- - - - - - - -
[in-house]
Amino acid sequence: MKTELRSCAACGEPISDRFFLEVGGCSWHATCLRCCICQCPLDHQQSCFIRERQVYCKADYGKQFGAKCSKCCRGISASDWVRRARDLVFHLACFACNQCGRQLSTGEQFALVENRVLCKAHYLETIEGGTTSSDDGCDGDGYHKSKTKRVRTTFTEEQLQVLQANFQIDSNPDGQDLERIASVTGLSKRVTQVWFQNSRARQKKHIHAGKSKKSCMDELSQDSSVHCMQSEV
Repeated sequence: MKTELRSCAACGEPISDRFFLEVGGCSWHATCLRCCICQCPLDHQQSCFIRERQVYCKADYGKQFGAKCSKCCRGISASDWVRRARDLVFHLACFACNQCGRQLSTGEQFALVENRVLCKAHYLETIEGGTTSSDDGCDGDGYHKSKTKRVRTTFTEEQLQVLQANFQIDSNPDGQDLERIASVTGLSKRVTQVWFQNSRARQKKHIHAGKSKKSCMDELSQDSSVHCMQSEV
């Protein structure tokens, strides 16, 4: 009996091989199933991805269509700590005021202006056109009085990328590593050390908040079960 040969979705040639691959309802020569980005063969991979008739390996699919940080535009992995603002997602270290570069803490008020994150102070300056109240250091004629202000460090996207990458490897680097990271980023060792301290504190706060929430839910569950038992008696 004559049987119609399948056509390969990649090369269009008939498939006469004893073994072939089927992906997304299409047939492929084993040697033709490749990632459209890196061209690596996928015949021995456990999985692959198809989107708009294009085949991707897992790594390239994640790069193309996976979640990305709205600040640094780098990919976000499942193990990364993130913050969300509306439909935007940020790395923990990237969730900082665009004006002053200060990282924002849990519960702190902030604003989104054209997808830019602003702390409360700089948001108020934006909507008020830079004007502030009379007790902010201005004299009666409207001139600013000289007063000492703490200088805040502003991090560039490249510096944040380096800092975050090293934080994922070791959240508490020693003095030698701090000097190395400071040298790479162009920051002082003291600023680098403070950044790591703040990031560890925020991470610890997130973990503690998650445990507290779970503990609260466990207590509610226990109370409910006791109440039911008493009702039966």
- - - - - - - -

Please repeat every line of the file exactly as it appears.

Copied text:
[in-house]
Amino acid sequence: MKTELRSCAACGEPISDRFFLEVGGCSWHATCLRCCICQCPLDHQQSCFIRERQVYCKADYGKQFGAKCSKCCRGISASDWVRRARDLVFHLACFACNQCGRQLSTGEQFALVENRVLCKAHYLETIEGGTTSSDDGCDGDGYHKSKTKRVRTTFTEEQLQVLQANFQIDSNPDGQDLERIASVTGLSKRVTQVWFQNSRARQKKHIHAGKSKKSCMDELSQDSSVHCMQSEV
Repeated sequence: MKTELRSCAACGEPISDRFFLEVGGCSWHATCLRCCICQCPLDHQQSCFIRERQVYCKADYGKQFGAKCSKCCRGISASDWVRRARDLVFHLACFACNQCGRQLSTGEQFALVENRVLCKAHYLETIEGGTTSSDDGCDGDGYHKSKTKRVRTTFTEEQLQVLQANFQIDSNPDGQDLERIASVTGLSKRVTQVWFQNSRARQKKHIHAGKSKKSCMDELSQDSSVHCMQSEV
């Protein structure tokens, strides 16, 4: 009996091989199933991805269509700590005021202006056109009085990328590593050390908040079960 040969979705040639691959309802020569980005063969991979008739390996699919940080535009992995603002997602270290570069803490008020994150102070300056109240250091004629202000460090996207990458490897680097990271980023060792301290504190706060929430839910569950038992008696 004559049987119609399948056509390969990649090369269009008939498939006469004893073994072939089927992906997304299409047939492929084993040697033709490749990632459209890196061209690596996928015949021995456990999985692959198809989107708009294009085949991707897992790594390239994640790069193309996976979640990305709205600040640094780098990919976000499942193990990364993130913050969300509306439909935007940020790395923990990237969730900082665009004006002053200060990282924002849990519960702190902030604003989104054209997808830019602003702390409360700089948001108020934006909507008020830079004007502030009379007790902010201005004299009666409207001139600013000289007063000492703490200088805040502003991090560039490249510096944040380096800092975050090293934080994922070791959240508490020693003095030698701090000097190395400071040298790479162009920051002082003291600023680098403070950044790591703040990031560890925020991470610890997130973990503690998650445990507290779970503990609260466990207590509610226990109370409910006791109440039911008493009702039966």